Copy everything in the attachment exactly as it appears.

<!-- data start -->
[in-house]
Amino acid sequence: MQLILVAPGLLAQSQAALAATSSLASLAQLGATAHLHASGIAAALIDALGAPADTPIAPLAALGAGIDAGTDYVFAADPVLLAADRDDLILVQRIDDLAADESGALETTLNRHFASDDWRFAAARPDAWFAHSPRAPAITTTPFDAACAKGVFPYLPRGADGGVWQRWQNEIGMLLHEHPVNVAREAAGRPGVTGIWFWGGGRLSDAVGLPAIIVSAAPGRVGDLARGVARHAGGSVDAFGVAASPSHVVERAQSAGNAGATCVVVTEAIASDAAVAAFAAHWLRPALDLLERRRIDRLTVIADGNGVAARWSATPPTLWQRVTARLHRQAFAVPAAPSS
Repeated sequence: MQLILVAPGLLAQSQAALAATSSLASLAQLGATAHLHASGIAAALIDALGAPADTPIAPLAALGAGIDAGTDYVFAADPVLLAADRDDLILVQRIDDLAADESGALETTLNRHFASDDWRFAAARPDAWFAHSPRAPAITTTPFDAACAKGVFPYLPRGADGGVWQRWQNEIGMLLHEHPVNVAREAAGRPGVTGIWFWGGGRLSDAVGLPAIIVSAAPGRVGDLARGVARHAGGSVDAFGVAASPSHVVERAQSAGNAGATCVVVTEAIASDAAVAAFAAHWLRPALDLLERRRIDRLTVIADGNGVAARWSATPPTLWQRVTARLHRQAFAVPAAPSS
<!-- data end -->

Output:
[in-house]
Amino acid sequence: MQLILVAPGLLAQSQAALAATSSLASLAQLGATAHLHASGIAAALIDALGAPADTPIAPLAALGAGIDAGTDYVFAADPVLLAADRDDLILVQRIDDLAADESGALETTLNRHFASDDWRFAAARPDAWFAHSPRAPAITTTPFDAACAKGVFPYLPRGADGGVWQRWQNEIGMLLHEHPVNVAREAAGRPGVTGIWFWGGGRLSDAVGLPAIIVSAAPGRVGDLARGVARHAGGSVDAFGVAASPSHVVERAQSAGNAGATCVVVTEAIASDAAVAAFAAHWLRPALDLLERRRIDRLTVIADGNGVAARWSATPPTLWQRVTARLHRQAFAVPAAPSS
Repeated sequence: MQLILVAPGLLAQSQAALAATSSLASLAQLGATAHLHASGIAAALIDALGAPADTPIAPLAALGAGIDAGTDYVFAADPVLLAADRDDLILVQRIDDLAADESGALETTLNRHFASDDWRFAAARPDAWFAHSPRAPAITTTPFDAACAKGVFPYLPRGADGGVWQRWQNEIGMLLHEHPVNVAREAAGRPGVTGIWFWGGGRLSDAVGLPAIIVSAAPGRVGDLARGVARHAGGSVDAFGVAASPSHVVERAQSAGNAGATCVVVTEAIASDAAVAAFAAHWLRPALDLLERRRIDRLTVIADGNGVAARWSATPPTLWQRVTARLHRQAFAVPAAPSS